Prada lets itself be torn away with ‘gestures of error’ at the Milan fashion week

Prada lets itself be torn away with ‘gestures of error’ at the Milan fashion week

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At first, the folds of the Prada blazer looked like an oversight. Maybe the model was bored waiting for her turn on the catwalk, she sat on the floor and inadvertently wrinkled her outfit. A big gaffe at Milan fashion week, where flawless perfection is the aesthetic basis, but these things happen.

But then there was a pencil skirt with a front slit ripped into the fabric. And other creases – which, upon closer inspection, turned out to be sewn and ironed into place. “Gestures of error”, as Raf Simons, co-designer of Miuccia Prada said.

Twists, cracks and folds that suggested “pieces that have had a life” were taken up in the scenography of the show, an engaging temporary art installation by director Nicolas Winding Refn in which the holes made in the black cardboard walls framed a grainy film and abstract fragments of domesticity: a flickering light bulb, a sleepy climb up the stairs.

Intentional errors, a triangular creative collaboration between two stylists and a director and film fragments glimpsed against the backdrop of a catwalk create a shocking set-up for a 15-minute show. And that, of course, is precisely the point. Prada is haute couture for the type of people who appreciate auteur cinema and modern art installations. Intellectual complexity is as key to Prada as the famous triangle logo.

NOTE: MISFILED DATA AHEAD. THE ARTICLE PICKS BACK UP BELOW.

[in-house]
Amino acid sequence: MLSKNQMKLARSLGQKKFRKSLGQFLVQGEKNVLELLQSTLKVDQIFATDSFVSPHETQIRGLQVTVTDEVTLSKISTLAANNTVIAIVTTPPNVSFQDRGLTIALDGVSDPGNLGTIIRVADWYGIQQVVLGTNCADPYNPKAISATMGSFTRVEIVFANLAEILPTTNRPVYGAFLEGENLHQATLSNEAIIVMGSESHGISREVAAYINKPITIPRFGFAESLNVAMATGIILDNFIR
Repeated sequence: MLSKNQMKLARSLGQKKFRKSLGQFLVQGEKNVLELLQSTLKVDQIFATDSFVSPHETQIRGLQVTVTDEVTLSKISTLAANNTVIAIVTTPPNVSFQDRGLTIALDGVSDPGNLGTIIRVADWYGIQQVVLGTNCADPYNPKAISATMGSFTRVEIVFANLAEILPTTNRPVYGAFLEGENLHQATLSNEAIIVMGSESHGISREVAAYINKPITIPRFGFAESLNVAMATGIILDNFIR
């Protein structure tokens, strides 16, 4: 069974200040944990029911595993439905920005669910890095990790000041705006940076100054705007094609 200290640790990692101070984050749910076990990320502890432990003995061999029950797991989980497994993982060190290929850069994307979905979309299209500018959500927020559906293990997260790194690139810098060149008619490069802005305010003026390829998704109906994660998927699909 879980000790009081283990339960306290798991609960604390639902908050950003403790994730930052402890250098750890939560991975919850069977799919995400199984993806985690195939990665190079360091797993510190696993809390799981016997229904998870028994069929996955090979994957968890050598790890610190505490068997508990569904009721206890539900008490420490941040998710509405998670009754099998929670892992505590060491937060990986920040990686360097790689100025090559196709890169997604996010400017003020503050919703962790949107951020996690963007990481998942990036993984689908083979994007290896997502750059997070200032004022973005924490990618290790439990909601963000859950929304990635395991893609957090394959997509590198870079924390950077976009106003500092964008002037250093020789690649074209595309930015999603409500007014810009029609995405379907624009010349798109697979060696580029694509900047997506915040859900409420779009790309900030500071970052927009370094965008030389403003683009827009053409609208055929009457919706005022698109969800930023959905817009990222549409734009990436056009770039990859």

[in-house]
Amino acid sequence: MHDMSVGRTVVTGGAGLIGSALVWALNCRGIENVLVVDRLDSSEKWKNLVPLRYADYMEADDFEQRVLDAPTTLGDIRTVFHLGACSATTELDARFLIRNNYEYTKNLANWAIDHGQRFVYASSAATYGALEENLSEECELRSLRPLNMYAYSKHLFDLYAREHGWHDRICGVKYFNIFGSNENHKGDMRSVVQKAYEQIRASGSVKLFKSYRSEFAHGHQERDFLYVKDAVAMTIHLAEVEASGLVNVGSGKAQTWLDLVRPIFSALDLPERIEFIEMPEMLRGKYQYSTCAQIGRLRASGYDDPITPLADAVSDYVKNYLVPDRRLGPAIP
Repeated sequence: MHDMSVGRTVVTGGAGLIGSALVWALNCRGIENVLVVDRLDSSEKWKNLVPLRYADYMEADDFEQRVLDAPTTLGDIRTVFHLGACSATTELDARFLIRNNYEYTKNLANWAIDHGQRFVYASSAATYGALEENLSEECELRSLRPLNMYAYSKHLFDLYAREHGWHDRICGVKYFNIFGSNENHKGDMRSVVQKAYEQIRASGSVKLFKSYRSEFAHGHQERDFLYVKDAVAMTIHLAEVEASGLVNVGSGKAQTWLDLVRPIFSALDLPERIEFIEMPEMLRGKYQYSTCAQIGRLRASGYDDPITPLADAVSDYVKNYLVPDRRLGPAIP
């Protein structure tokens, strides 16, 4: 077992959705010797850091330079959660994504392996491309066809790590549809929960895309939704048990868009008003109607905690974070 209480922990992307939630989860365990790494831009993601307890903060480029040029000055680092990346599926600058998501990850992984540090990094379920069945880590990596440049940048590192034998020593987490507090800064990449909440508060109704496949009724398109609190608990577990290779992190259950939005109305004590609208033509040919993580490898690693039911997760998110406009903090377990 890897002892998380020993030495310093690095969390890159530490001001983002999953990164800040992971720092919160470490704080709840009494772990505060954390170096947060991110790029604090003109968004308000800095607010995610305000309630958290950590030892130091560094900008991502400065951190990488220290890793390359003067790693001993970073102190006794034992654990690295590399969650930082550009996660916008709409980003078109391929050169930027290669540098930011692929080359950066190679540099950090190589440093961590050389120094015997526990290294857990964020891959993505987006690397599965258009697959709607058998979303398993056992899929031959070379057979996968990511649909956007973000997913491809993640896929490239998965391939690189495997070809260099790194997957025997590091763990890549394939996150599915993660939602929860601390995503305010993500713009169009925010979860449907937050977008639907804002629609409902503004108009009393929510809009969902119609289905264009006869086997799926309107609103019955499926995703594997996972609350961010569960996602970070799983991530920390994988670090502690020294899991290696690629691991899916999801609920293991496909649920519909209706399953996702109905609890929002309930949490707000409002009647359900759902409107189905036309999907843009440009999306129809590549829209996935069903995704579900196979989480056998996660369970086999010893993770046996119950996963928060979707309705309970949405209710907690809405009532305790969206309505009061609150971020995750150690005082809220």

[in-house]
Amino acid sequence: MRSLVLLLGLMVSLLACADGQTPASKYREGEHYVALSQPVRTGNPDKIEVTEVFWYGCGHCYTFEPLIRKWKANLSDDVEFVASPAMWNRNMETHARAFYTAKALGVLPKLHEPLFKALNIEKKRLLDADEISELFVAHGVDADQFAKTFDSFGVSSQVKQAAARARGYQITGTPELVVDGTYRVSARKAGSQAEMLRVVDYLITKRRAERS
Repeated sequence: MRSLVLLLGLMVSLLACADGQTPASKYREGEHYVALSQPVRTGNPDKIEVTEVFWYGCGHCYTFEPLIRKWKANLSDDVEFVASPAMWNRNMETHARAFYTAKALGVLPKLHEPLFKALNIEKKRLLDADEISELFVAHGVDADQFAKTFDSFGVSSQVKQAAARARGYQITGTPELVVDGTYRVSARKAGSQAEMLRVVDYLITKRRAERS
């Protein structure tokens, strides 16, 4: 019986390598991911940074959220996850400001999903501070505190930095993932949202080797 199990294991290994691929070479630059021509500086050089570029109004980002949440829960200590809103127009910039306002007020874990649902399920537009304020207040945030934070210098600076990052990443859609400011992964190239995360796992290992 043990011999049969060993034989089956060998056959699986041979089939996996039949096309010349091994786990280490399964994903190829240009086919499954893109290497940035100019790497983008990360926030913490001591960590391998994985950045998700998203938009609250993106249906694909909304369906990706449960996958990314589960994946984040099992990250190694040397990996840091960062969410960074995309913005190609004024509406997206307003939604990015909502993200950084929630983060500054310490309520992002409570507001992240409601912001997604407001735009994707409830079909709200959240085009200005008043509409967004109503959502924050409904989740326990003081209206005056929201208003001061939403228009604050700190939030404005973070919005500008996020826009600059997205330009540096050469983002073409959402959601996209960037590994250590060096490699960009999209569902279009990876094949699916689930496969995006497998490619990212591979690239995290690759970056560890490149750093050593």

The models present the Prada Spring / Summer 2023 collection at Milan Fashion Week.

The models present the Prada Spring / Summer 2023 collection at Milan Fashion Week. Photography: Alessandro Garofalo / Reuters

The clothes themselves were simple. The Prada runway is always dotted with ideas that are borrowed for free from a much wider audience than the few who can afford to shop in boutiques. Here, that meant wet slate gray broad-shouldered blazers worn with tight pants, for the day.

For the evening, jewel-colored silk shell tops were tucked neatly into elongated pencil skirts. Last season’s white rowing vests – a hit high-street trend that started on the Prada runway – have been replaced with the fierce simplicity of white shirts buttoned to the throat.

Max Mara is a simpler proposition, for women who want well-made flattering dresses updated with a slight lateral order of feminism. The 1930s Côte d’Azur wardrobe – elegant wide-leg trousers with rowing vests, straw baskets and wide sun hats – is a classic summer vibe to which Ian Griffiths, the English designer of this Italian brand, added cues of reflection giving top billing to Renee Perle, whose kohl-rimmed eyes and finger-waving hair are familiar from the portraits made by her lover, photographer Jacques-Henri Lartigue. “Perle is only remembered as a muse and Lartigue as an artist,” Griffiths said after the show. “But it’s her style, her presence, that really makes those photos. The idea of ​​a “muse” is a way to reject the contribution of creative women “.

Griffiths learned 1930s silhouettes from the best: his fashion tutor at Manchester Polytechnic was legendary designer Ossie Clark, who in the late 1960s made stylish bias-cut dresses by that decade. “The 1930s style is very feminine, but also very modern,” Griffiths said.

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